The Real Deal Miami

Future of Mana Wynwood hits snag over power lines

Wynwood BID wants city to require Moishe Mana to place power lines underground or else reconsider development agreement
By Erik Bojnansky | May 17, 2017 06:00PM

Rendering of Mana Wynwood and Moishe Mana

A development agreement that would allow Moishe Mana to build up to 9.72 million square feet on more than 23 acres in Miami’s Wynwood neighborhood may go back to the drawing board over the issue of power lines.

The Wynwood Business Improvement District’s board of directors on Wednesday approved a resolution asking that the Miami City Commission either require Mana remove and place underground all power lines along Northwest 25th Street between I-95 and North Miami Avenue in Wynwood, or that it reconsider its development agreement with Mana.

That may force Mana’s development team, Mana Wynwood, to come up with a new public benefits package for the Wynwood area, in exchange for generous zoning that will enable the construction of high-rises up to 24 stories in height near I-95. Wynwood’s Neighborhood Conservation District, which was championed by the BID, caps height at 12 stories.

Mana Wynwood Managing Director Dylan Finger had offered to remove all electrical poles and power lines “of the 138-volt line” within the Wynwood Business Improvement District, especially along Northwest 25th Street and Northwest 5th Avenue, as part of a development agreement with the city of Miami that was approved by commission on September 8th. If those lines weren’t placed underground within five years, Mana would contribute $7.2 million for streetscape improvements within the Wynwood BID outside of the 25 acres the developer owned in the area.

However, during Wednesday’s Wynwood BID meeting, Mana’s architect, Bernard Zyscovich, said it was logistically impossible to underground all the power lines and transformers in the BID, especially on Northwest 25th Street.

“The cheapest part is literally removing the poles. The poles are not our issue,” Zyscovich explained. However, the architect added, undergrounding the lines and transformers would require significant easements on privately-owned lands, and that would require a multitude of agreements with private property owners.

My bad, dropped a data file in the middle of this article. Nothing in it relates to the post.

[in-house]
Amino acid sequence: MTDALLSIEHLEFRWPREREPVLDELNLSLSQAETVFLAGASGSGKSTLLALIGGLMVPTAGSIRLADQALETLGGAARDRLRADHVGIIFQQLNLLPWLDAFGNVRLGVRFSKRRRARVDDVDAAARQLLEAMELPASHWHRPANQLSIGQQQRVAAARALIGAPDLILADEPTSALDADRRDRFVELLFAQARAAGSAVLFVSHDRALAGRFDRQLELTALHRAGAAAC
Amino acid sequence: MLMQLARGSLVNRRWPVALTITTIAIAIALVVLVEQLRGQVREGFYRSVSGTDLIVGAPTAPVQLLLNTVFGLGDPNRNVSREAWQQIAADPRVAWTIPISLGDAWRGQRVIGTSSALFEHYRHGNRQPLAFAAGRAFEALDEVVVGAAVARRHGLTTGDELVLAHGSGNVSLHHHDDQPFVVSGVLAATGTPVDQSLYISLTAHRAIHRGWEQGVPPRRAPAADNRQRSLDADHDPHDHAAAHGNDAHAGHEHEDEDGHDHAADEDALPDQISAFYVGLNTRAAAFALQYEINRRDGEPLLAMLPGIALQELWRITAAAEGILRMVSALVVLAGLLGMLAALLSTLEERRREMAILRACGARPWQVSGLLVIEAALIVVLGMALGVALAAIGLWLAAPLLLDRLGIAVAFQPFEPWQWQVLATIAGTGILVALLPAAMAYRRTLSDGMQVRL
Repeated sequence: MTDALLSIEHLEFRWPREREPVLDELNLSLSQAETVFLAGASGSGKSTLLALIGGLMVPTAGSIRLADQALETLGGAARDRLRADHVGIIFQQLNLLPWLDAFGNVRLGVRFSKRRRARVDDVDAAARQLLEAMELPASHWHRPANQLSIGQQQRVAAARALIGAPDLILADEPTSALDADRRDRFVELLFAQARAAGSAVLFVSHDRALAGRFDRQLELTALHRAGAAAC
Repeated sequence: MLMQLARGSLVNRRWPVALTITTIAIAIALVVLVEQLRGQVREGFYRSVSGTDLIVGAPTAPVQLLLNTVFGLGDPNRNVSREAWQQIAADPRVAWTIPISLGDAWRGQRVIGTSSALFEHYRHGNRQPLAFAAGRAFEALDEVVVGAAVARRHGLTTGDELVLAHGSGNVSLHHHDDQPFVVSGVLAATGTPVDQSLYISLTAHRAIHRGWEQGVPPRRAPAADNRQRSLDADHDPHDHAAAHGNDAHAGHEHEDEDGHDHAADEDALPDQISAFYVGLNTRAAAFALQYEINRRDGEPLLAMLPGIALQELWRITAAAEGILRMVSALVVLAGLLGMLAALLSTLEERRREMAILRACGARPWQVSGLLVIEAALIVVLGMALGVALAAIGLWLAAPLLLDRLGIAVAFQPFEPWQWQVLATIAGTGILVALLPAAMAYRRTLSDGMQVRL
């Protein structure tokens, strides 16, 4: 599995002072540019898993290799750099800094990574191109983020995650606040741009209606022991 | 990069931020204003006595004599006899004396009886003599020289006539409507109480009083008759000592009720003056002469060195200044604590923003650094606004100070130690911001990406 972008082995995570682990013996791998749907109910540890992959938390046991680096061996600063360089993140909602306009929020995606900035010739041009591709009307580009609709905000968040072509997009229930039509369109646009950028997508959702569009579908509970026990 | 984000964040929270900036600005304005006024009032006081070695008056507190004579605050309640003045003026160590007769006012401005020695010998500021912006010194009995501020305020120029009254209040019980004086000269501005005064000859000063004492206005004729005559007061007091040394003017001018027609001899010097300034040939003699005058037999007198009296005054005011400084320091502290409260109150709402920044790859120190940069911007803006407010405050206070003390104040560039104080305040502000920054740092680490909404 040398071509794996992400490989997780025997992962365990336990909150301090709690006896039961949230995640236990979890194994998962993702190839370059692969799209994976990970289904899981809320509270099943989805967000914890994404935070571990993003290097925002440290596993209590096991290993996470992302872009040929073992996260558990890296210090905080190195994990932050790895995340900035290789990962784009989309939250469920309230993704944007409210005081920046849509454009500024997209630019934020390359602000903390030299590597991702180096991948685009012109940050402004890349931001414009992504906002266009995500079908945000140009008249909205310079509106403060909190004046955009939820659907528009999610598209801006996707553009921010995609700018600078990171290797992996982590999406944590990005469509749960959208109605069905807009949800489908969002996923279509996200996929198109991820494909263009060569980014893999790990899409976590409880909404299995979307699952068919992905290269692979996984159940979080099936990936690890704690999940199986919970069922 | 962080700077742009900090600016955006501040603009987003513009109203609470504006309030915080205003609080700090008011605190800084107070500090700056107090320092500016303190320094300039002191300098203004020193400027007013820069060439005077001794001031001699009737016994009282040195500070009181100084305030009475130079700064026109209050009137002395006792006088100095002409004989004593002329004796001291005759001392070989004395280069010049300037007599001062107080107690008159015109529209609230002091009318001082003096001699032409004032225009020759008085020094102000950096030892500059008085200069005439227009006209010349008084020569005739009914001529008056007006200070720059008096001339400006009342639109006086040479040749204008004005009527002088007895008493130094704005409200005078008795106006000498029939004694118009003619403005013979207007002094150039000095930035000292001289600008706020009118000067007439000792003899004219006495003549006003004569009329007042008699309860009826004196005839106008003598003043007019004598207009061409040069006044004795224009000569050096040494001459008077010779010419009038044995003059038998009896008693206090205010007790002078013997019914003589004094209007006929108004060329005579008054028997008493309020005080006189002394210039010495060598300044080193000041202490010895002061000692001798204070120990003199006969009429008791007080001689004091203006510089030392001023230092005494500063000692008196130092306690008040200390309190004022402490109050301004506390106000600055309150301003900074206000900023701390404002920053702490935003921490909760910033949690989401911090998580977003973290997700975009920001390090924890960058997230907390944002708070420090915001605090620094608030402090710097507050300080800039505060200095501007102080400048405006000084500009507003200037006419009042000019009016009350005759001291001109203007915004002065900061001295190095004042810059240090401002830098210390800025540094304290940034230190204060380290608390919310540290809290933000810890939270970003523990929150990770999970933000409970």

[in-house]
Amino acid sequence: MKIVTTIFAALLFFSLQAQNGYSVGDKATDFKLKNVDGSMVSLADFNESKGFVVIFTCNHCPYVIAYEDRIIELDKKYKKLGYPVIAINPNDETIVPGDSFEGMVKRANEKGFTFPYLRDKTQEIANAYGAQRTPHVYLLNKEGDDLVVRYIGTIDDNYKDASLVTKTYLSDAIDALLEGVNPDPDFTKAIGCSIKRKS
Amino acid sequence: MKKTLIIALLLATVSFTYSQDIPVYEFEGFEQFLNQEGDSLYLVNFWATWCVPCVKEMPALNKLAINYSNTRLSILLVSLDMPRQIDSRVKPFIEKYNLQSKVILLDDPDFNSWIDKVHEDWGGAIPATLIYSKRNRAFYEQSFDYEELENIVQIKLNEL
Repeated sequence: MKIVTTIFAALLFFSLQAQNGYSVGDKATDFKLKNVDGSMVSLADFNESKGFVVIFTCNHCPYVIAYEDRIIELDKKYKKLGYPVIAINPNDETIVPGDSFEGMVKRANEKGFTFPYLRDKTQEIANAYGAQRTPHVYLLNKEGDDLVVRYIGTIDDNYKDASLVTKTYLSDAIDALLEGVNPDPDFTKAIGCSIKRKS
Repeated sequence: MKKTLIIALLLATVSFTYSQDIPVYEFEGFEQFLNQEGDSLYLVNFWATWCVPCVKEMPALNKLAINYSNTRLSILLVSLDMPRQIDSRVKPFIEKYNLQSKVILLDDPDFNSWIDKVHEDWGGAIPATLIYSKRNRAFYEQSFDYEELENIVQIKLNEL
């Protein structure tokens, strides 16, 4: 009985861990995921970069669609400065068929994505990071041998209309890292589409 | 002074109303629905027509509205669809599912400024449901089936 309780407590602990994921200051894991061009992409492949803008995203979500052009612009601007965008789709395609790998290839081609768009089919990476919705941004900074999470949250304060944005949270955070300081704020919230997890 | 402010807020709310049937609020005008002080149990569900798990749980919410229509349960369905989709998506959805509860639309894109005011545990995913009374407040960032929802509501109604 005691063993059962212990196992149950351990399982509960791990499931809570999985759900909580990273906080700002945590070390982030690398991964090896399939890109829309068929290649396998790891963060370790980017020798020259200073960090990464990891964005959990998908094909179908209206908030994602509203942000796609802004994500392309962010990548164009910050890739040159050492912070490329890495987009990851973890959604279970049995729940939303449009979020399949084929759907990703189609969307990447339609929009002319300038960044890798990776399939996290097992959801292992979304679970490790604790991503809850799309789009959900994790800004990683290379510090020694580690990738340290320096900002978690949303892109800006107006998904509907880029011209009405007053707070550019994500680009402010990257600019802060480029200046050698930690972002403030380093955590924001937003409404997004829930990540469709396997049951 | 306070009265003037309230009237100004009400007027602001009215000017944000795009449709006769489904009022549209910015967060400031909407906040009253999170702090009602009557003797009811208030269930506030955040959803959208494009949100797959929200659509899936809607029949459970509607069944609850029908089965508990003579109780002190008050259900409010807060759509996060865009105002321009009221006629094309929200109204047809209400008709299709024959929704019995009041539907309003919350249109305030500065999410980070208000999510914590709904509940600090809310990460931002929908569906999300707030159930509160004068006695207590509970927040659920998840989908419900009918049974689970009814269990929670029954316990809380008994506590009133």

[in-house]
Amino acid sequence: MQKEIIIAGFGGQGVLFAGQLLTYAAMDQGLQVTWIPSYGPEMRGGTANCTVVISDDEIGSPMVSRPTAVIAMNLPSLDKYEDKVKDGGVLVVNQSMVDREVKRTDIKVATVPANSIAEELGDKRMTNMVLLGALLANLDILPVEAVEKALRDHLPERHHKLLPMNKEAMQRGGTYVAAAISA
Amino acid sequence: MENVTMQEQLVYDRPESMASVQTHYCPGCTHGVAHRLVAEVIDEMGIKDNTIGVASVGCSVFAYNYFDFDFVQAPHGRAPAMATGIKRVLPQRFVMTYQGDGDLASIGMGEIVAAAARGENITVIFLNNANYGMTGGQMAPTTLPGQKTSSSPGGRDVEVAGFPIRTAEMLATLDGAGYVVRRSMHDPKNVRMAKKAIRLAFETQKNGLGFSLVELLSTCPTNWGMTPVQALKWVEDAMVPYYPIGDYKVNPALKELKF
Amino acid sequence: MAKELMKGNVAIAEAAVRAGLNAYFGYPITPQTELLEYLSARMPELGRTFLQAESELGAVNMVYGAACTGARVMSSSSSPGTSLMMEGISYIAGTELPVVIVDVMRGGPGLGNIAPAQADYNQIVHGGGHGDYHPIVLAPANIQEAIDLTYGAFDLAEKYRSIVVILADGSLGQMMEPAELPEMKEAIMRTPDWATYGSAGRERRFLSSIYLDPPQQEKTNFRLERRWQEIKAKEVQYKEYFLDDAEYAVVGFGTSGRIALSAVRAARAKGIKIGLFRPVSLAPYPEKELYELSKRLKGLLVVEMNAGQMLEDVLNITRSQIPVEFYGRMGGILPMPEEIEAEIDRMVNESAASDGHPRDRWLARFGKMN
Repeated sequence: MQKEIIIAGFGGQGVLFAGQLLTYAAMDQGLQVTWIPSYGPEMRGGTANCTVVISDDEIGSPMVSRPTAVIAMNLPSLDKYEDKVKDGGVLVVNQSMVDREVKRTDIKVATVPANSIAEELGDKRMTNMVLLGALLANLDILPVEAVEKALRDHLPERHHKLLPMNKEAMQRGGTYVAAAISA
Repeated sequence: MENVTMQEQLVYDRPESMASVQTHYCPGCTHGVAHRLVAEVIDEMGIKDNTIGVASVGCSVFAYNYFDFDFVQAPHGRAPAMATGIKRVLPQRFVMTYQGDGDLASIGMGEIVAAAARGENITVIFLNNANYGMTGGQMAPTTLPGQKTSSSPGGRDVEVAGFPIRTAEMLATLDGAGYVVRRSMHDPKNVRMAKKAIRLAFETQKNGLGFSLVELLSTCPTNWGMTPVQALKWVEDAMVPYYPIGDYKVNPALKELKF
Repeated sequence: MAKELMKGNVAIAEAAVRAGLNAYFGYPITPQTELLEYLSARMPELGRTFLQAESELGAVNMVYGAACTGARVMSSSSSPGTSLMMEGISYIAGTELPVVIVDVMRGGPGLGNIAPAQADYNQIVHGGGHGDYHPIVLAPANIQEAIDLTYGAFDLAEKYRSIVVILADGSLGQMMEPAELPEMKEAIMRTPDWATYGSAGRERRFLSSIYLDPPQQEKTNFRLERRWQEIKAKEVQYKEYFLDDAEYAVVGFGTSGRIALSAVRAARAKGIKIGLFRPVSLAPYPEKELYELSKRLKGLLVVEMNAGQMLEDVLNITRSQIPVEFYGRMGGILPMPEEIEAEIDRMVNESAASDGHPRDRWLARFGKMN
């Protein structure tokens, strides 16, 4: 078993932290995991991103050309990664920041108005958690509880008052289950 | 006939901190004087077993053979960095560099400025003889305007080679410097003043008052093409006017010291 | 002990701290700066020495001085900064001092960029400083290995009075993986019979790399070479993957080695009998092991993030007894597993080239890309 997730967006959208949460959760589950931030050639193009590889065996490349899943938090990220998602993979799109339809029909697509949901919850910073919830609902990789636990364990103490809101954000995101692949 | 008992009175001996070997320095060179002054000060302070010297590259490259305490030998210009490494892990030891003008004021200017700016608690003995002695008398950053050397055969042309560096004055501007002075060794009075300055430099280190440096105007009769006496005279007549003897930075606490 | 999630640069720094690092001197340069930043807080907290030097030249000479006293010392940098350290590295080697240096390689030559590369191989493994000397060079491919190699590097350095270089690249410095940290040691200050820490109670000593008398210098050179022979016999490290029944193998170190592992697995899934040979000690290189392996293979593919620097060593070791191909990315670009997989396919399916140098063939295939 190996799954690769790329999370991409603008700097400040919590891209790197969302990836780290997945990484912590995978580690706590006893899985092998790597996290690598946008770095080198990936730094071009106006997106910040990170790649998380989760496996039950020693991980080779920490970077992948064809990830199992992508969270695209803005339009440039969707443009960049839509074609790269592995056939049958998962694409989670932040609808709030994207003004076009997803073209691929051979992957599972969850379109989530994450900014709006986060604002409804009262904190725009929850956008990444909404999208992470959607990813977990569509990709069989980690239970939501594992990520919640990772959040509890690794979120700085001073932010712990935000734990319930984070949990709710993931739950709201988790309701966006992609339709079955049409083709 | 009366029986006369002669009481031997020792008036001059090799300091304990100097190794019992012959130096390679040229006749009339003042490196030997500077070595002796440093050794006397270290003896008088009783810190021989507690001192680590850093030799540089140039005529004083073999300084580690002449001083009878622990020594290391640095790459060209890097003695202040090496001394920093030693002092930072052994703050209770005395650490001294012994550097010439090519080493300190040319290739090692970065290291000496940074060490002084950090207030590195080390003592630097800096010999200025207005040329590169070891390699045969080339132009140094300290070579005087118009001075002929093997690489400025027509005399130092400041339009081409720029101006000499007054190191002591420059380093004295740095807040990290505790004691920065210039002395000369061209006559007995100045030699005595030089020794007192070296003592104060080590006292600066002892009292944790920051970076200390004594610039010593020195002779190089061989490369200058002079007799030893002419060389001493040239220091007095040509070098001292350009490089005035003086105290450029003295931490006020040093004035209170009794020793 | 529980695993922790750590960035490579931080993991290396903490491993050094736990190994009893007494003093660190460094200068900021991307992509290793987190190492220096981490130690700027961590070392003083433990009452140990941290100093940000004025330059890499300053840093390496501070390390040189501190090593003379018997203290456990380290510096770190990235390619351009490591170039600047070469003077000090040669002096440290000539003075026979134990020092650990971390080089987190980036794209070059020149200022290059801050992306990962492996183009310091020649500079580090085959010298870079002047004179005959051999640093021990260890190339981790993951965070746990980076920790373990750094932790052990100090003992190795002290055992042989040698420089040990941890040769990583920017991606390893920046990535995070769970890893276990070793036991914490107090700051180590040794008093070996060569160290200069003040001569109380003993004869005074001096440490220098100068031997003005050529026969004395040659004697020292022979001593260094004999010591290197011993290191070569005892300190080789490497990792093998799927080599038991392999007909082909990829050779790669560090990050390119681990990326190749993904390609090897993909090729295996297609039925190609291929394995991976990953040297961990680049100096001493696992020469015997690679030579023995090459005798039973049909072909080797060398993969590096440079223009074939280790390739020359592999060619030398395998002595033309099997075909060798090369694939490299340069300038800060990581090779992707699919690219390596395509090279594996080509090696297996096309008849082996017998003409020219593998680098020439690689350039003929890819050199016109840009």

Jean Diaz, a Florida Power & Light engineer, said the undergrounding of power lines will require easements that are at least eight feet wide. “And that isn’t going to fit in the [public] sidewalk,” Diaz said. “It would require [property owners] to give us an easement and a lot of other stuff.”

Additional transformers will also likely have to be added, Diaz added. Otherwise, some buildings will experience intermittent power loss when other buildings crank up the air conditioner, he explained.

Zyscovich said Mana is still committed to undergrounding power lines whenever possible, but board members insisted that the developer’s representatives come back to the BID and present a new “public benefit” proposal for Wynwood. They said the developer has to fulfill his obligations or make another proposal. 

“My personal view is it would be cheaper for Mr. Mana if he [paid the $7.2 million],” said David Polinsky.

Initially opposed to Mana Wynwood’s massive project, which was 2.5 million square feet greater than what current zoning allowed, the Wynwood BID demanded $10 million in public improvements from Mana in exchange for its support. Instead, Mana agreed to give $7.5 million to neighboring Overtown at the behest of Commission Chairman Keon Hardemon. The undergrounding of power lines was offered to Wynwood as a “compromise,” Polinsky said.

As planned, Mana Wynwood would encompass 51,146 square feet of civic space, 3,487 residential units, 8,483 parking spaces, and a 2.5-acre privately owned park dubbed “Mana Commons.”